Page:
1 PROTECTING AAML THE FAMILY, IMPROVING Calendar THE PRACTICE of Events INSTITUTE FOR FAMILY LAW ASSOCIATES June 22 25, 2006 Renaissance Hotel Chicago, Illinois AAML NEGOTIATION SEMINAR September 29 30, 2006 Charles Hotel Cambridge, Massachusetts ANNUAL MEETING November 8 11, 2006 Renaissance Hotel Chicago, Illinois MIDYEAR MEETING March 6 10, 2007 Westin Casuarina Resort and Spa Grand Cayman, Cayman Islands ANNUAL MEETING November 7 10, 2007 Renaissance Hotel Chicago, Illinois MIDYEAR MEETING March 4 8, 2008 La Costa Resort and Spa Carlsbad, California CHECK OUT OUR WEB SITE S UMMER 2006 American Academy of Matrimonial Lawyers N E W S A N D I N F O R M A T I O N NOVEMBER 2006 CHICAGO ANNUAL MEETING: CLE Promises to be One of Our Best by Richard S. Victor, CLE Chair Bloomfield Hills, Miami CLE FOR OUR ANNUAL MEETING IN NOVEMBER will cover a diverse range of topics that should have something that will interest every one of our Fellows. This year s program chairs will be Madeline Marzano-Lesnevich, NJ, Gary Nickelson, TX, and Alton Abramowitz, NY. On Thursday, November 9, 2006, Madeline will be our Program Chair for her panel, led by nationally known Prof. Robert Mnookin from Harvard University, who will provide a unique presentation on Negotiation Techniques by the Expert. Following Professor Mnookin s insightful discussion, Catherine Kit Petersen, OK, will provide a thought provoking program on Ethical Concerns for the Family Law Attorney. On Friday November 10th, Gary Nickelson will serve as our Program Chair for two somewhat diverse, but extremely interesting topics. First, Bruce Copeland, PhD and Linda Delaney, Esquire from Maryland, along with the Honorable Judith Bartnoff, Washington, DC, assisted by Fellow Brian Webb, Texas, will provide a presentation on a child-related topic entitled Children Held Hostage. This presentation will discuss concerns regarding children caught in the middle of custody disputes, as well as serious concerns relating to child and parent alienation issues. Following this most serious topic, Lana Holstein, MD from Arizona and a former lecturer at Canyon Ranch in Arizona, will provide us with A Candid Talk about Sex for Healthy Couples. On Saturday, November 11th, we will conclude our three-day seminar with Alton Abramowitz, NY serving as Program Chair. Alton will have California Fellow Steve Wagner provide us with necessary information on Tracing Assets in Property Cases, followed by internationally known speaker Martha Maggie McCarthy from Canada. Maggie will fly in to give us all the most recent updates on what is going on around the country with a National Update on Same Sex Union. Continuing the new and innovative way we will be handling our CLE materials for our seminars, it will be our hope to follow the lead that we started at our midwinter conference held in Cabo San Lucas, Mexico. We intend to have all our materials on CD-Rom, along with a companion book, that will be provided to all Fellows who register at our conference. SEE YOU IN CHICAGO! We intend to have all our materials on CD-Rom, along with a companion book, that will be provided to all Fellows who register at our conference.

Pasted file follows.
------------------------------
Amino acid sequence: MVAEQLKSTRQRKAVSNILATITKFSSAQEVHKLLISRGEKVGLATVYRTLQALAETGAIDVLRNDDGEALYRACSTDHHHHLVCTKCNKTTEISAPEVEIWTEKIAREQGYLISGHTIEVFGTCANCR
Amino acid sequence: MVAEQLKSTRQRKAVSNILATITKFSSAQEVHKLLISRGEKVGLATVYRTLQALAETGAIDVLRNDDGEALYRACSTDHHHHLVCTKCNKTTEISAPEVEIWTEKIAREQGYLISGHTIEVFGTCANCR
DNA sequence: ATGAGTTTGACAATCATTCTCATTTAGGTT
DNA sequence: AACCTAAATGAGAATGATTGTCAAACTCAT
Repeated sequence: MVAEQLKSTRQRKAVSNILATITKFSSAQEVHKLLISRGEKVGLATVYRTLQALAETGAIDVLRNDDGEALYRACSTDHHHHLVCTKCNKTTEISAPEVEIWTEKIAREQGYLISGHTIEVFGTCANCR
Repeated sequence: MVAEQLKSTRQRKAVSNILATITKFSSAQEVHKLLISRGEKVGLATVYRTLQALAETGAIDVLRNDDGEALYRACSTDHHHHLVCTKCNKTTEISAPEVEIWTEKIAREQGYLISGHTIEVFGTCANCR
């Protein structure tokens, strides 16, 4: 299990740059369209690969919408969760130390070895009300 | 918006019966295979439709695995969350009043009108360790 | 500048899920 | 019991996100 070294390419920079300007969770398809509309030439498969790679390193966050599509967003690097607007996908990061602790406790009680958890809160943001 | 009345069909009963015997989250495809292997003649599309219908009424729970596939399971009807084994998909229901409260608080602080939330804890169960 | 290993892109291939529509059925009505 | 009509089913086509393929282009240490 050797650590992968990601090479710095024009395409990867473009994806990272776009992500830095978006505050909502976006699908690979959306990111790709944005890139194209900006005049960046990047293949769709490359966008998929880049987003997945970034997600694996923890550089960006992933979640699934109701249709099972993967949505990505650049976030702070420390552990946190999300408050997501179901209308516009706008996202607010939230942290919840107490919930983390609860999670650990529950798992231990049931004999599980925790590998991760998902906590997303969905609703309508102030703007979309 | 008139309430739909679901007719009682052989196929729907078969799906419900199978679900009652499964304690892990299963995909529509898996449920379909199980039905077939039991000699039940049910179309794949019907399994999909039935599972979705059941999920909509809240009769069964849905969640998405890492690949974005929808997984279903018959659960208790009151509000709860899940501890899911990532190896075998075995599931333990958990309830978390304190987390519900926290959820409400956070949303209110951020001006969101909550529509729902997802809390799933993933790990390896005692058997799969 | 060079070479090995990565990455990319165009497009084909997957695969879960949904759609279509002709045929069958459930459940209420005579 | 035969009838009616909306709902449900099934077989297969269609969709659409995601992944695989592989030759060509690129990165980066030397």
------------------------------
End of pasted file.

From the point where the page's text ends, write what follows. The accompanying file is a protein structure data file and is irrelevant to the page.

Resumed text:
2 PRESIDENT S MESSAGE The President s Message Iwas a war baby, born in McKeesport, Pennsylvania, a small town just southeast of Pittsburgh. My dad was a plaintiff s trial attorney, specializing in personal injury and condemnation law. He was in trial every day, and worked long hours, often litigating cases for other local attorneys who were reluctant to try their own cases. My mother had been a school teacher before my brothers and I were born. We were the recipients of a great deal of love and attention, from our parents, grand-parents and extended family. Before we were born, my dad had a very exciting life. Ironically, he began as a sick child, who did not attend school until he turned eight or nine. However, his parents owned a farm, and the European milk maids who worked on the farm became his teachers. As a result, he knew 29 languages and dialects before starting grade school. Dad received his engineering degree from Carnegie Institute of Technology, and then went on to law school. When he was drafted at age 38, he was assigned some secret, behind-the-scenes work. Although he told us only a few stories, they were fascinating. He cheated death on many occasions. As a demolition expert, and someone who was in enemy territory ahead of the lines, he was hidden by the Monks in the sewers of Paris. His language skills, engineering skills, and the skills that he had developed as a lawyer for many years, helped him through many scrapes. He opened safes in Berlin after the war, and missed going off to fight Japan because of frostbite that nearly caused the loss of a leg. While waiting for the family to come along, Dad had a close friendship with an older bachelor attorney in the Pittsburgh area who owned a farm called The Shalom. Meanwhile, a young researcher, Jonas Salk, had an idea about isolating the polio virus and using it to vaccinate children against the disease that was close to becoming an epidemic. Salk was thought to be crazy and no one was willing to provide him with research facilities. J. Paul Braisley, the owner of The Shalom, offered Salk some space on his farm. The rest is history a history in which, it turned out, I played a small part. In 1952, I came down with polio. There was little to be done for children who suffered the consequences of the disease, if they lived through it. I was admitted to the Municipal Hospital in Pittsburgh, where my parents were only permitted to visit me one hour a week on Sunday afternoons. After the virus ran its course, I suffered from paralysis, but I had the antibodies that Salk needed to develop the vaccine. The match was made Salk needed my blood, and J. Paul Braisley made the contact between Jonas Salk and my dad. Needless to say, I was very fortunate. So was the world. The vaccine worked. Recently, there was a worldwide celebration of the 50th anniversary of success of the polio vaccine. And, due to the help of a young resident at the University of Pittsburgh, Dr. Ferguson, who took a special interest in me, and called me the girl in the pretty pajamas, I am still walking. CHERYL LYNN HEPFER 2006 AAML President Rockville, Maryland All interesting, you may say, but what does this have to do with the President s Message? Well, that s a little of story of who I am and, perhaps, why I am who I am. Each of us has a story. Many are even much more interesting than mine. How do I know that? Well, I have made it a point, over the years, to meet and mingle with many of you, and I have learned how special each one of you is. You have a rich and wonderful past, and have accomplished a great deal, personally, and professionally. I am constantly amazed by the stories we have to tell. Who we are, and how we have become who we are, is the best part of being in this organization. The Academy does wonderful things. Considering the fact that this is a volunteer organization of only 1600 members with a lot on their plates family, practices, other organizations it s amazing how much good we do. In just the past year, we have put on wonderful meetings, great CLEs, seminars on arbitration and valuation with the AICPA, we have produced the Journal, of which we are all so proud, Focus on Forever, and much, much more. We are leaving our imprint on society, making it better. Considering the fact that this is a volunteer organization of only 1600 members with a lot on their plates family, practices, other organizations it s amazing how much good we do. Without a doubt, the best thing about the Academy is being able to meet with and learn from each other. That s why I hope that you are planning to attend the annual meeting in Chicago to mingle with old friends and meet new ones. Thursday night s President- Elect s Reception will be held at Soldier s Field. Come and 2 American Academy of Matrimonial Lawyers